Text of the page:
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George H. Morrison - Devotional Sermons

Devotional For

February 4

      Refusing to Go Back
      "So will not we go back from thee." Psa 80:18
      To go back from God is to desert Him. It is to turn away the footsteps of our heart from Him. It is to doubt the vision we have had of Him in our more intense and illumined moments.
      To determine that whatever comes, we shall not go back from God, is one of the open secrets of the saints. To cling to Him when life is difficult and we are tempted to question if He cares; to believe in Him with a simple childlike faith when clouds and darkness hide His throne--this is one of the triumphs of the spirit which makes the humblest life a thing of victory and brings it to the sunrise at the end.
      When Mallory and Irvine were last seen climbing Everest, they were "going strong for the top." From that top, a thousand feet above them, nothing could turn them back. What a great victory it would be for all of us were we to say, like these heroic climbers, So we shall not go back from Thee.
      When Things Eternal Grow Dim
      We are tempted sometimes to go back from God by the apparent indifference of heaven. There are seasons of the soul when things unseen are touched with a strange sense of unreality. The lamp that burns upon my study table is as nothing to the radiance of the moon. But then the lamp is near me, and I read by it till I grow oblivious of the moon.
      And so there are seasons when the things around us so grip us in their vividness that things eternal tend to grow unreal. At such times we do not renounce God, but we are often tempted to go back from Him. We grow oblivious to His peace and light and there passes a certain deadness over us as the winter, and we forfeit the joy of our salvation. Prayer becomes a chore; the Bible loses its fragrance and its dew. We are in the dark night of the soul and lying under spiritual desertion. But even so (observe the psalmist's word) the true heart will cry out of the darkness, "We will not go back from thee." To cling to God and His great love to us when things grow dim and shadowy and distant, to affirm God to our own souls in the hours when the unseen is as a dream is one of the tasks of all who claim the name of Christ. "So will not we go back from thee."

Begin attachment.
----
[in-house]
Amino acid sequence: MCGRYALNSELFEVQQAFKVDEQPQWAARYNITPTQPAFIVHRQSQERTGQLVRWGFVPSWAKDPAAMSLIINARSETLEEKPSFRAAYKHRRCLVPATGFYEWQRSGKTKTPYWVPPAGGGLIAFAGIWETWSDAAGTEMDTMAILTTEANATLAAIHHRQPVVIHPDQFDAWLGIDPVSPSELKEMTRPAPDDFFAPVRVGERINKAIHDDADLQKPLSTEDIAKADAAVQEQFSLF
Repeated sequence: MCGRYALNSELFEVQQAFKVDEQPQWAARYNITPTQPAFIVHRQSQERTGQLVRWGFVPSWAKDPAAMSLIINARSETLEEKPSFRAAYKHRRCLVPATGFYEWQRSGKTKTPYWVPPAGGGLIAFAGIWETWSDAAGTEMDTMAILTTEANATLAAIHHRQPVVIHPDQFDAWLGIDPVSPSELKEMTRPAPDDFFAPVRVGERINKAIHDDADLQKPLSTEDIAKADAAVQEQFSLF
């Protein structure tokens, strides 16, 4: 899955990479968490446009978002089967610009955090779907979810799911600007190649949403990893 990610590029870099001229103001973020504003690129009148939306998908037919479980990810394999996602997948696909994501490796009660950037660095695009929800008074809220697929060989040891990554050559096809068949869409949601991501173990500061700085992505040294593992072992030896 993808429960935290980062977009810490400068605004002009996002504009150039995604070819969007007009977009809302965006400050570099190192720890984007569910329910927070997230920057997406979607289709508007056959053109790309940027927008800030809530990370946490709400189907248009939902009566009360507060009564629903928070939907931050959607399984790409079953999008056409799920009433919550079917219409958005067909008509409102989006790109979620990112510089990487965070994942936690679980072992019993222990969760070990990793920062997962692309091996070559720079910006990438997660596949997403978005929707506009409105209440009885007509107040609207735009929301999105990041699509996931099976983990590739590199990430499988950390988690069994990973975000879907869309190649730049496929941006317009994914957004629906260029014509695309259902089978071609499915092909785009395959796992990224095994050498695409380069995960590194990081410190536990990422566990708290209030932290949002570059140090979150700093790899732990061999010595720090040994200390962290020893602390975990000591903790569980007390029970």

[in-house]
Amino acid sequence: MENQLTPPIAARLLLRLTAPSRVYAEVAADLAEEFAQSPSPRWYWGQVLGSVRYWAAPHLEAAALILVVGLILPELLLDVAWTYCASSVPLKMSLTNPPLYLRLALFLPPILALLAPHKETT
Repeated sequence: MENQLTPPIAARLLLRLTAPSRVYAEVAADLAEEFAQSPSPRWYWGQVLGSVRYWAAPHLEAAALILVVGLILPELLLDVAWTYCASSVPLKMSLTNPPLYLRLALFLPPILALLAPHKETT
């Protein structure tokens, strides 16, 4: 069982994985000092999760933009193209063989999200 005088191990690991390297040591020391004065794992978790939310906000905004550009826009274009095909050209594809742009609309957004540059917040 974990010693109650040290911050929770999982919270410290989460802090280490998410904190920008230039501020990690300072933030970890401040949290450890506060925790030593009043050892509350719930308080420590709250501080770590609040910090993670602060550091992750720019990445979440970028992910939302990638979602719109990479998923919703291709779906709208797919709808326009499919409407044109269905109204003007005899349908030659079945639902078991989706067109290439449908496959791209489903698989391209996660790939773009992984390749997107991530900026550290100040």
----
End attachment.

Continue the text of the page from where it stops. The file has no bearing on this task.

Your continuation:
We are also tempted to this retrogression in hours when all the lights are burning low. None is so strong that he does not now and then have fainting spells. We lose heart, and a dull depression seizes on our spirits. We move on the flat margins of despair, and are all tempted to go back from God as the disciples were tempted to go back from Christ.
      To be perfect as our heavenly Father is a standard that often seems impossible. Is it any use striving to be holy with these insurgent and rebellious hearts? Is not sainthood for rare and elect souls, and beyond the compass of our common clay? So are we tempted to take the lower road, thinking it more on the level of our powers, and we settle down into second best. That is the tragedy of many lives--they have settled down into the second best. They had visions once of the summit of Mount Everest; now they are content to dwell below it. But the real victory of this life of ours is not to gain the summit we have seen; it is to keep on climbing to the end. God's best in Christ is not for elect souls. It is for everyone who trusts Him. Things that are impossible with man are possible with God, and in spite of all our failures, we shall not go back from Thee.

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